Applying the Divine Principle to Real Life

DP Book on Table

By Bruce Sutchar, UTS Class of 1985

bruce_sutcharRemember those kids who could tell you the 66 books of the Bible in chronological order? I always wondered if they knew how to apply those 66 books in their lives.

I became close friends with former Congressman Phil Crane’s sister, Judy.  She was like the only real fundamentalist that I have ever known.  She is married to a Hungarian Jew (an army buddy of Congressman Crane’s) and has a “Jews for Jesus” daughter.  She raised her children by always referring to the Bible (rather than Dr. Spock) for guidance.  When she needed to discipline one of her children she would always find the appropriate Bible verse.

I have often wondered the same thing about the application of the Divine Principle (which, incidentally, was the title of Dr. Young Oon Kim’s first book).  Many of our members have been excellent Divine Principle lecturers, but I wonder why we still have had so much in-fighting among our members, between leaders and members, and in our movement as a whole.

For me the most challenging part of the Principle comes from the chapter on returning resurrection where it says that sometimes God will allow an evil spirit to attack you through another person.  And if you can receive this persecution with a grateful heart, then both the spirit and yourself will advance.

I once gave a sermon on “loving your enemy” at an ACLC church and said that there are three words that everyone knows from the Bible, but almost no one lives.  In fact, other than Jesus and True Parents, I don’t know anyone that is even trying to live this credo.  The minister thought it was an excellent sermon, but as we drove home, my wife wanted to see how I would react in case another driver cut me off or some such maneuver.

Father often accused us of being a “pick and choose” movement—in other words, we personally decided which of his directions we would choose to obey and which we would ignore.  Ones like “learn Korean” or “don’t snack between meals” are two that come quickly to mind.

To apply the Principle to real life situations is to me, the real value of the Principle. It is really meant to be a principle for guiding your life, sent directly from God—rather than a mere theological treatise.  I remember the first time I ever gave a Divine Principle lecture, I was amazed at how much of the Principle I knew.  Likewise, it never ceases to amaze me when I read the Principle and discover a new part that I never realized was there.  I remember reading the section on “The Mission of the Messiah” where it says that Jesus would rather have one man who could lead a thousand than a thousand followers.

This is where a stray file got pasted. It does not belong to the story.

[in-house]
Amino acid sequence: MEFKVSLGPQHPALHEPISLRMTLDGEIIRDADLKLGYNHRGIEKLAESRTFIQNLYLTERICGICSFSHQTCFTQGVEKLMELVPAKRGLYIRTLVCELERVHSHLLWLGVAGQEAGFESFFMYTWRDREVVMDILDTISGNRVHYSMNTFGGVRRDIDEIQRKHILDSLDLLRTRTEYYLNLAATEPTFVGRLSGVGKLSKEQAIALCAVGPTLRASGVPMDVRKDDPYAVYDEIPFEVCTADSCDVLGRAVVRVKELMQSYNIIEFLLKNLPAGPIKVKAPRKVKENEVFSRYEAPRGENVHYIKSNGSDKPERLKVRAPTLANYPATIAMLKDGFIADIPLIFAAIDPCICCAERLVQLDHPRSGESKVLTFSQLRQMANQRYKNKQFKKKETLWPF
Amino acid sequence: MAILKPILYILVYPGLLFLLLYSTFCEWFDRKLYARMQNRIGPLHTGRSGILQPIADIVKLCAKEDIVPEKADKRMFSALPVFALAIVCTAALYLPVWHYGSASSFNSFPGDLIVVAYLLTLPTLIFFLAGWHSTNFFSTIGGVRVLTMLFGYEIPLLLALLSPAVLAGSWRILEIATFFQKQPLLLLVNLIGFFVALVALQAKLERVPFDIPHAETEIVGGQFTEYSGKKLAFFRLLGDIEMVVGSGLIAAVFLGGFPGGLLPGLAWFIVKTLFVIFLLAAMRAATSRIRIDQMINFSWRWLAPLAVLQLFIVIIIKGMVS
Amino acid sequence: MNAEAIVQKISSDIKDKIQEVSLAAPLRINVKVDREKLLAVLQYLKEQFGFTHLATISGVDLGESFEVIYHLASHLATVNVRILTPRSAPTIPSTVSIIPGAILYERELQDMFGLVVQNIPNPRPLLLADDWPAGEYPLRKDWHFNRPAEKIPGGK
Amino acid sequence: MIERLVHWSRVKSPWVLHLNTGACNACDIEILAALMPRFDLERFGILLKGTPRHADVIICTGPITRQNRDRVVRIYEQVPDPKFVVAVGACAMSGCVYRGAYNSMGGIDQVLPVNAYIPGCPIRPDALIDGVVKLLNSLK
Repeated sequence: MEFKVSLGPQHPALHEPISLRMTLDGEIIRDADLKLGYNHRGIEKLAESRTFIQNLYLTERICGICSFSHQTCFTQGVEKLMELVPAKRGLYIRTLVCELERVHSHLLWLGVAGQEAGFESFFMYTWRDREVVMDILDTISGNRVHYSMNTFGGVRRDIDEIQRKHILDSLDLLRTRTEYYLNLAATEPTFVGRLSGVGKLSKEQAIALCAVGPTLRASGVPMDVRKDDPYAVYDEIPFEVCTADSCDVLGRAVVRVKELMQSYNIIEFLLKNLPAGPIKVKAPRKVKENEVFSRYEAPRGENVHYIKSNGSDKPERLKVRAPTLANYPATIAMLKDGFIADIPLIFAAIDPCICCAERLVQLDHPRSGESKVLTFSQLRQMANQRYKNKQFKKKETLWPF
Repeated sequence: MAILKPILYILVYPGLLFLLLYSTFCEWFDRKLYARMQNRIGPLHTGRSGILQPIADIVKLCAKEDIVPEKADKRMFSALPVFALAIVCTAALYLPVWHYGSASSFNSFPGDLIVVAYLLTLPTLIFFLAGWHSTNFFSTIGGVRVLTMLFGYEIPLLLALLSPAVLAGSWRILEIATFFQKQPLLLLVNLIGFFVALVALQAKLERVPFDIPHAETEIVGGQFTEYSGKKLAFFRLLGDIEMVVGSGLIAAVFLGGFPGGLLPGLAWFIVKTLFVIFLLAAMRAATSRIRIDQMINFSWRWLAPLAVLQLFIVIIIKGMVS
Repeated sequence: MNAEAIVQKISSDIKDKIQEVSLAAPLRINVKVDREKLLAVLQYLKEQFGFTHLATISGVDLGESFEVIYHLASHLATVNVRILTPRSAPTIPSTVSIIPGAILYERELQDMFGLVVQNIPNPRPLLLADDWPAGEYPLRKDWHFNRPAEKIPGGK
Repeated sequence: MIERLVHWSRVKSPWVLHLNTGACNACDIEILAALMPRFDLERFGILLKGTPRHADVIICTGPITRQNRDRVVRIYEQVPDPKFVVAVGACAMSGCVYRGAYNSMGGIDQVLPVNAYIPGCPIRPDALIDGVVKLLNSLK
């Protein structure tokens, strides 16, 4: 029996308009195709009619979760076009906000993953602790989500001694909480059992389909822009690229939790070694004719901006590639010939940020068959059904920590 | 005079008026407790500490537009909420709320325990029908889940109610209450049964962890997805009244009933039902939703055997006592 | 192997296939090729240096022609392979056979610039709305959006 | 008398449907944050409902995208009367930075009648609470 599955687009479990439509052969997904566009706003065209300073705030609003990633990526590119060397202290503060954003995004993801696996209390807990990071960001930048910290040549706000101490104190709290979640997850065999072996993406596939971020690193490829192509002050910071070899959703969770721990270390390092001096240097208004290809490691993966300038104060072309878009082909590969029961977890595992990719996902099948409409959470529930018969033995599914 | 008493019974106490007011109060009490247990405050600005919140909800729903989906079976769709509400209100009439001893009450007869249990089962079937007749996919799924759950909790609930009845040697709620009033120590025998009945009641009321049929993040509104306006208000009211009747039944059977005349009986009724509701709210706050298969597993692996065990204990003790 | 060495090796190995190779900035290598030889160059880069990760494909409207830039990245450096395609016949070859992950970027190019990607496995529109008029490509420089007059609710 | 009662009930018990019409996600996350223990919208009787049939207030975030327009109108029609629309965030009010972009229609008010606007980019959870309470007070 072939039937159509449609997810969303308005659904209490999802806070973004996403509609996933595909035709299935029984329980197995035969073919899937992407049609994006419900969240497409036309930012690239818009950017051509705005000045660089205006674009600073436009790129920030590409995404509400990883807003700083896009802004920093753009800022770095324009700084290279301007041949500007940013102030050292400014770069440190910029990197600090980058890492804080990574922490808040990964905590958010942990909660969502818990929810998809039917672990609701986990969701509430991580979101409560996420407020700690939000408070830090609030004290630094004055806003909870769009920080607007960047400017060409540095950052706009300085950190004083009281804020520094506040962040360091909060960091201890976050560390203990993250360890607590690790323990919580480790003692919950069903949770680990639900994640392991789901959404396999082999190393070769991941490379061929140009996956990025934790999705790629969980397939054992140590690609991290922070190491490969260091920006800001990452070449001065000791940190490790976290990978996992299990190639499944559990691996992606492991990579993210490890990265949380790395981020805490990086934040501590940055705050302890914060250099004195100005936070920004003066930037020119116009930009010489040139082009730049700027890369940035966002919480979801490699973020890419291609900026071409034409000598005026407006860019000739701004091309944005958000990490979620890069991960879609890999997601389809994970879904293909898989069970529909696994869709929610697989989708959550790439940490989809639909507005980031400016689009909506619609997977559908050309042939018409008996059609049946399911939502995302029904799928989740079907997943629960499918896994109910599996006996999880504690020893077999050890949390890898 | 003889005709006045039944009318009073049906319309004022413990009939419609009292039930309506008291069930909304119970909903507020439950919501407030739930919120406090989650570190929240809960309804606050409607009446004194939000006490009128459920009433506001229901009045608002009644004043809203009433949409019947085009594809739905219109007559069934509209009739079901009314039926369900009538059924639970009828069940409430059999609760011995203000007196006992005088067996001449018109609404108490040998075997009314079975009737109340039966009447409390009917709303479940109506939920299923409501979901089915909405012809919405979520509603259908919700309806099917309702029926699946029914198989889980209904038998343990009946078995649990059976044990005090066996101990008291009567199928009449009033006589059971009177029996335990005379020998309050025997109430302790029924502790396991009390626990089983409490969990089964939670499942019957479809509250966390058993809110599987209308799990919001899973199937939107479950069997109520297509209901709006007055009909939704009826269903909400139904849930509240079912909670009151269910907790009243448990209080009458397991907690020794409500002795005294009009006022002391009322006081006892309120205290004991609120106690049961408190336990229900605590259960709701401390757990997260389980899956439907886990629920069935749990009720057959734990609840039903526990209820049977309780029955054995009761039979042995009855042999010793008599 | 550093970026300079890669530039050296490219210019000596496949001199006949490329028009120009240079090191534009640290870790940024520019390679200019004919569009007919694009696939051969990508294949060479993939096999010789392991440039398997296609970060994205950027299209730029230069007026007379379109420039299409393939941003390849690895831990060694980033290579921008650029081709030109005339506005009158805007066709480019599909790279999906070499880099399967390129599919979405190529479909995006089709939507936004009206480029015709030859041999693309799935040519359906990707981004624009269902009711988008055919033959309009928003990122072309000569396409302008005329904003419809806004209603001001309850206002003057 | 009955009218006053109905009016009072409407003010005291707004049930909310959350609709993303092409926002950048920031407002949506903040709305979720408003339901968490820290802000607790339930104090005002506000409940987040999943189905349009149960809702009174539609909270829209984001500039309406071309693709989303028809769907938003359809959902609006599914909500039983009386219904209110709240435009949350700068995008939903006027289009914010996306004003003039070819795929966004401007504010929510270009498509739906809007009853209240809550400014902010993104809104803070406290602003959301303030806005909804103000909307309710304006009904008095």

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Fostering a Strategic Relationship with China: A Unification Perspective


China’s President Xi Jinping met President Obama at Sunnylands, California in early June.

By Mark P. Barry, Lecturer in Management, UTS

Mark Barry Photo 2In April 2007, I attended a conference that gathered at the Cheon Jeong Gung “Peace Palace” in Cheongpyeong for True Parents’ Day. After Rev. Moon’s Founder’s Address, I walked out to the Palace terrace with a Chinese guest and friend who was a retired senior officer in the People’s Liberation Army and head of one of China’s major think tanks. In the heart of Cheongpyeong, we discussed the outlines of a joint conference on cross strait relations held later that year in Macau. Given the significance of where we stood, I couldn’t help but feel there was a spiritual imperative behind the discussion of future efforts at cooperation with a Chinese delegate.

In 1998, I often showed my students a PBS documentary on China’s efforts to modernize from abject poverty. By 2010, China overtook Japan as the world’s second-largest economy. To some, we now live in a bipolar world of two superpowers, the U.S. and China. More than ever, China has to be reckoned with by the United States, by the two Koreas — and by the Unification Movement itself.

On a global level, U.S. relations with China must be handled very judiciously. But for North and South Korea, China is their large neighbor, which has inescapable implications. For the international Unification Movement, based in South Korea, it would be wise to foster a strategic relationship with China; that is how one must deal with a nation that may otherwise misunderstand you and cause difficulty.

Recently, China has begun to speak about a “new type of great power relationship” with regard to the United States, the established hegemonic power. What China means is to distinguish the “new type” from the “old type” of great power relationship previously witnessed in history. The question is how these two continental powers can take a different course than previous great powers who were in competition. In history, conflict and war between two major powers sometimes occurred not simply by the increase in material power of the rising challenger but because of the fear it instilled in the established power.